“I think that the emails I send out and even through Upper Hand, for one reason or another, every person that comes into our facility seems to know my name.”
Tom and his wife have invested countless hours into the little details at the facility, creating experiences unlike anything else in the area. But, the facility is more than just brand new lights and great nets and turf. As Tom believes “it’s the people that make it what it is. If you don’t have the right people in place, then you may not be as successful as you want, no matter how nice the place is.”
Tom has an immense level of pride in his business, and has learned how to communicate the value of the facility to his staff and clients. As a result, he has positioned his offerings as experiences, not merely products or transactions.
“All of our employees are taught what the benefits of our memberships are, and there’s a ton of them. It really doesn’t need to be sold. It just needs to be explained, which is really nice. All of our staff, along with myself, practice giving tours. I enjoy doing it because it’s a place that I’m very proud of. I think through those conversations, the value comes through.”
Just as Tom and his father used to communicate with a catch outside, Tom is driven by the ability to create experiences for families away from an iPhone, iPad or video game.
Tom typically spends the morning working on any paperwork and managing any payments, cash, or checks for any camps and clinics. He also spends this time to focus on any marketing and advertising efforts.
Around 10am, Tom hosts the Hit Squad, a group of seniors who come in to hit softballs, listen to some “Golden Oldies,” and help out at the facility.
“It started with just a few guys, but word of mouth just spread it. The average age is anywhere from 65 to 85. I enjoy them so much. And they help me with different things around the facility.”
During the day, Tom usually has the facility to himself, where he has found ways to efficiently manage the phones and the cages. By about 4:00pm, his staff arrives and they prepare for the evening, making any adjustments to ensure the facility is ready to handle the night’s schedule.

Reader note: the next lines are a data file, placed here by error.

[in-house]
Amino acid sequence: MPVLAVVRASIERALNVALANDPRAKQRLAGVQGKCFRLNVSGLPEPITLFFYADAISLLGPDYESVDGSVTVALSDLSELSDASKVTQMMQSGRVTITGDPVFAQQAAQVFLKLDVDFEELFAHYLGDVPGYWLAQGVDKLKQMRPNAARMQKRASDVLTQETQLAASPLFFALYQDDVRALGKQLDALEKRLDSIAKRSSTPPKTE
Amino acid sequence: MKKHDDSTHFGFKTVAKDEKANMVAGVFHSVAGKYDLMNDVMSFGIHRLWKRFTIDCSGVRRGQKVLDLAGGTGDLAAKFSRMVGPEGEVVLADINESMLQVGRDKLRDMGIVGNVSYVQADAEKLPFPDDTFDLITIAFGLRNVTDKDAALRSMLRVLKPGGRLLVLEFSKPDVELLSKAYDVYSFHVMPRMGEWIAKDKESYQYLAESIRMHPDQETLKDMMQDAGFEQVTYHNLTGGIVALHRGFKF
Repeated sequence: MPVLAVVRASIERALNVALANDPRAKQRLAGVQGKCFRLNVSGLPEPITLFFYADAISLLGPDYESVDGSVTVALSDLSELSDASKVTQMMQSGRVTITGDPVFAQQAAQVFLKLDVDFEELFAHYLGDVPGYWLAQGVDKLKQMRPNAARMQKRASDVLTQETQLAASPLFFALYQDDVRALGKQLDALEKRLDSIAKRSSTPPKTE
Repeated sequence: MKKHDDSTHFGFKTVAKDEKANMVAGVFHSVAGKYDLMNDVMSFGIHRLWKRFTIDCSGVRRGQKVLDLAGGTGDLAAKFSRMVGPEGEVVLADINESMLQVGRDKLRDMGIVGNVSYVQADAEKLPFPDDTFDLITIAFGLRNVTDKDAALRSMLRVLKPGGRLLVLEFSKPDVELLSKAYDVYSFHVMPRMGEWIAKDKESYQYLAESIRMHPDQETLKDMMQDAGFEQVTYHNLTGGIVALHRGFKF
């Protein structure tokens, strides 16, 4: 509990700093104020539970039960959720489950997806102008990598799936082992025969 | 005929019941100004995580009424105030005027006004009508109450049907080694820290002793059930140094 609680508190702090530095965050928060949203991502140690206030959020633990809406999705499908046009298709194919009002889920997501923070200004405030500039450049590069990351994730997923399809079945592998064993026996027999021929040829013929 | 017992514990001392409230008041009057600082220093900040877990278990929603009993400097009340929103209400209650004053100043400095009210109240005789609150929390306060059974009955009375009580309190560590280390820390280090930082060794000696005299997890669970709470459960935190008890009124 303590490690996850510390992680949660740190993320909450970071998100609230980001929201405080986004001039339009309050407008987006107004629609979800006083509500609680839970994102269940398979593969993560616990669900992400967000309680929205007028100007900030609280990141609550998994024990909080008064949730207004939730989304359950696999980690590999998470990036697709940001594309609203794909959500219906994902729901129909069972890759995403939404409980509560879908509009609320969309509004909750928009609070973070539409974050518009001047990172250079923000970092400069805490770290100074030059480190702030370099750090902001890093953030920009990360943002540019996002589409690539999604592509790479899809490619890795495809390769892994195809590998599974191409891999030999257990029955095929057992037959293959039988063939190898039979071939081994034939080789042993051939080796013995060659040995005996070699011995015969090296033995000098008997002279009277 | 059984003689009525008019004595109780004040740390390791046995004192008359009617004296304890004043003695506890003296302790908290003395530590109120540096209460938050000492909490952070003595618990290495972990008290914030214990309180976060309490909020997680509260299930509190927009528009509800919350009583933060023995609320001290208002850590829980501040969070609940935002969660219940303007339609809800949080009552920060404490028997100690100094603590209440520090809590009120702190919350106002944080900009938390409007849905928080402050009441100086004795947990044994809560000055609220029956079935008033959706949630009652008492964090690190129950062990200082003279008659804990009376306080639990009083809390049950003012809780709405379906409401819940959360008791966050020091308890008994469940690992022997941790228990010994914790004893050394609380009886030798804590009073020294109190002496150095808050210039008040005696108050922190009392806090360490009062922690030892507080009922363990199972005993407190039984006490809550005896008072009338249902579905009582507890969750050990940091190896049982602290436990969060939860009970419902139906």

“We don’t want any teams in our small cages when we could better host a private lesson there. So, we move our resources around and make sure that our plan is appropriate for the night’s workload.”
The weekends also have no shortage of excitement, with various camps or clinics being hosted; including an instructor series, cage rentals, and a hitting league. With so much going on at the facility, Tom has relied on Upper Hand to set goals, track progress, and establish a strong client experience.
“Upper Hand helps me get through my day. It manages our time, it manages our space, it prevents duplication of bookings, it helps us track payments, it helps us manage check-ins for camps, I mean, it really does everything.”
Through Upper Hand, Tom is able to set small daily goals that help him stay on track. Through the home dashboard within the software, he can see key business metrics such as new clients, revenue, or event numbers. By having a constant pulse on the health of his business, Tom is able to quickly and competitively make adjustments to his strategy that grow his bottom line.
“The main screen allows me to have daily goals, so I know that I have to do X, Y, and Z. If our revenue numbers are down for the day, I know I might have to send out another flyer about a camp or clinic to try to get a late push to try and get my daily goal.”
Having a strong pulse on the health of the business is critical to success and influences where Tom invests his energy. That’s why Tom lives in Upper Hand’s reports to manage where the business is at compared to where he wants it to be.
One report in particular that he pays extra attention to – memberships.
“I manage our memberships from a day to day perspective. All the time. There are different kinds of memberships, so I’m always looking at the different boxes to see where we are from a membership perspective. I’m constantly looking at that.”
For Tom, the Membership Analytics report has been most helpful from a forecasting standpoint. As they continue to collect membership data over the next year, Tom anticipates using this report to identify any trends in sales in a particular month to inform future membership sales.
In addition to tracking membership numbers, Tom also relies on Upper Hand’s revenue reporting capabilities.
“I’m always looking at where we are from a revenue perspective. Having things broken down with our memberships, camps, and clinics, and everything from our daily revenue, our sales, all of those screens, I use them constantly. I check them several times every hour honestly, just to manage where we are.”